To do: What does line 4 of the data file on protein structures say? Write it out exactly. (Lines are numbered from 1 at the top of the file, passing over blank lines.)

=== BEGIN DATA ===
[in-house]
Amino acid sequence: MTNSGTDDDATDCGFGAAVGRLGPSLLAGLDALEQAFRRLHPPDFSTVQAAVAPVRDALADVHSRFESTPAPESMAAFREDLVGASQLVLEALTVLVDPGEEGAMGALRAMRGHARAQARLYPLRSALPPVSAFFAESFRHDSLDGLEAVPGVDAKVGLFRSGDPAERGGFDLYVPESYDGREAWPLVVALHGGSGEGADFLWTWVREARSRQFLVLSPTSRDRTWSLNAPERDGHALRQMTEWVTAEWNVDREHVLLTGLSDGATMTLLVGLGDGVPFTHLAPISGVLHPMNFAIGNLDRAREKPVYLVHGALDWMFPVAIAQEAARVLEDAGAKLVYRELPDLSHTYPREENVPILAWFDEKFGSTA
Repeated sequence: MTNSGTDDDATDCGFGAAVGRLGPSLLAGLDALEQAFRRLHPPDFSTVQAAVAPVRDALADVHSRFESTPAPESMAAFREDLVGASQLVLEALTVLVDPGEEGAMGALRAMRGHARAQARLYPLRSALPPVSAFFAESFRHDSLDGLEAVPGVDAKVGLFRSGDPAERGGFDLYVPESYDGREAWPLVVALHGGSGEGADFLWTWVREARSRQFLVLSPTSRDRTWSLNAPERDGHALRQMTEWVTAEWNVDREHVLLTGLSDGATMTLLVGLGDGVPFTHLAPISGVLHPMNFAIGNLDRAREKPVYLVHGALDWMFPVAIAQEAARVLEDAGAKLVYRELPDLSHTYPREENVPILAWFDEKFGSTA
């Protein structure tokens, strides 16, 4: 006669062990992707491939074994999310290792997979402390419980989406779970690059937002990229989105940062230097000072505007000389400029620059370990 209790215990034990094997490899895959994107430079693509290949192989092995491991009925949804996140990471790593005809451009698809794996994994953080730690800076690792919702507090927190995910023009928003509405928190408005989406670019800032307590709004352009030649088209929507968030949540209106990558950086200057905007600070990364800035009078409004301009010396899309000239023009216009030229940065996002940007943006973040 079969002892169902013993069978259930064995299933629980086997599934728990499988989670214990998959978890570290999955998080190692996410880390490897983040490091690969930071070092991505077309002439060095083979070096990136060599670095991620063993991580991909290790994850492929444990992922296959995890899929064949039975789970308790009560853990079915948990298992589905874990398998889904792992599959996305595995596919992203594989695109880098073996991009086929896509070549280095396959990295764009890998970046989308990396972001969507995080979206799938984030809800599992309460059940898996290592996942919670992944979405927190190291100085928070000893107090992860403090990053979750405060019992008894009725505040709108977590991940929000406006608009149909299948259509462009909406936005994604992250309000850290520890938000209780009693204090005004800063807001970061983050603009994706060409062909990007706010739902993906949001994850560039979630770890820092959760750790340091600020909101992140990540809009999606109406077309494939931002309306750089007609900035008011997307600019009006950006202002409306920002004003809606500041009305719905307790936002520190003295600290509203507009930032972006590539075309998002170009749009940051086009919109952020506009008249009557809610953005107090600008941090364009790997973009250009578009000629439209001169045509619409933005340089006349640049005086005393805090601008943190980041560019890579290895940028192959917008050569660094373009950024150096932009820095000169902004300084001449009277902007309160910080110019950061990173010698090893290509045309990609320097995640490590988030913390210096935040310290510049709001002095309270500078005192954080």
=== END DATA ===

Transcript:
């Protein structure tokens, strides 16, 4: 006669062990992707491939074994999310290792997979402390419980989406779970690059937002990229989105940062230097000072505007000389400029620059370990 209790215990034990094997490899895959994107430079693509290949192989092995491991009925949804996140990471790593005809451009698809794996994994953080730690800076690792919702507090927190995910023009928003509405928190408005989406670019800032307590709004352009030649088209929507968030949540209106990558950086200057905007600070990364800035009078409004301009010396899309000239023009216009030229940065996002940007943006973040 079969002892169902013993069978259930064995299933629980086997599934728990499988989670214990998959978890570290999955998080190692996410880390490897983040490091690969930071070092991505077309002439060095083979070096990136060599670095991620063993991580991909290790994850492929444990992922296959995890899929064949039975789970308790009560853990079915948990298992589905874990398998889904792992599959996305595995596919992203594989695109880098073996991009086929896509070549280095396959990295764009890998970046989308990396972001969507995080979206799938984030809800599992309460059940898996290592996942919670992944979405927190190291100085928070000893107090992860403090990053979750405060019992008894009725505040709108977590991940929000406006608009149909299948259509462009909406936005994604992250309000850290520890938000209780009693204090005004800063807001970061983050603009994706060409062909990007706010739902993906949001994850560039979630770890820092959760750790340091600020909101992140990540809009999606109406077309494939931002309306750089007609900035008011997307600019009006950006202002409306920002004003809606500041009305719905307790936002520190003295600290509203507009930032972006590539075309998002170009749009940051086009919109952020506009008249009557809610953005107090600008941090364009790997973009250009578009000629439209001169045509619409933005340089006349640049005086005393805090601008943190980041560019890579290895940028192959917008050569660094373009950024150096932009820095000169902004300084001449009277902007309160910080110019950061990173010698090893290509045309990609320097995640490590988030913390210096935040310290510049709001002095309270500078005192954080």